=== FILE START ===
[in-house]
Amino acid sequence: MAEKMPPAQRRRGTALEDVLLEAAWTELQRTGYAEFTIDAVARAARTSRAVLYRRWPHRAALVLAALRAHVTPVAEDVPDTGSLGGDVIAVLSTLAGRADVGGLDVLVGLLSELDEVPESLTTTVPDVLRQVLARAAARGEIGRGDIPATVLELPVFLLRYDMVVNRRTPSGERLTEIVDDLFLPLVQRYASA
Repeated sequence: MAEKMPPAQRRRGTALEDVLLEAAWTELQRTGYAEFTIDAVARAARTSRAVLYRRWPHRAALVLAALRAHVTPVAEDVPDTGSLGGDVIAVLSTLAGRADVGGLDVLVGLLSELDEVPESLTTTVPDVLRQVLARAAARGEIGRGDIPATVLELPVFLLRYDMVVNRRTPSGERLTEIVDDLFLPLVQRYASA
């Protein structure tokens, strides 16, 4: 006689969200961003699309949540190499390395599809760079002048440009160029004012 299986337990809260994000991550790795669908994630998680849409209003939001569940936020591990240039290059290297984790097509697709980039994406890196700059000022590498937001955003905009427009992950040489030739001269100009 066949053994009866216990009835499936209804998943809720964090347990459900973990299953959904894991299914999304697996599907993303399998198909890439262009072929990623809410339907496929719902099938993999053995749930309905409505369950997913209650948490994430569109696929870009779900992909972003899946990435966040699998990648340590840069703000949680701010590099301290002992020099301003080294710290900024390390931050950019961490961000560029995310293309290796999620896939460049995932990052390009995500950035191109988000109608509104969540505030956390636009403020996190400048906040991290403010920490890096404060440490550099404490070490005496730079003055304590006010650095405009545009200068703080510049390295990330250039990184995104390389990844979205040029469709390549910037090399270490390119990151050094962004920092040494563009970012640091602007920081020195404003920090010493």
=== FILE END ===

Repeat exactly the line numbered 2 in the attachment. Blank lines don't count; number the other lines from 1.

Amino acid sequence: MAEKMPPAQRRRGTALEDVLLEAAWTELQRTGYAEFTIDAVARAARTSRAVLYRRWPHRAALVLAALRAHVTPVAEDVPDTGSLGGDVIAVLSTLAGRADVGGLDVLVGLLSELDEVPESLTTTVPDVLRQVLARAAARGEIGRGDIPATVLELPVFLLRYDMVVNRRTPSGERLTEIVDDLFLPLVQRYASA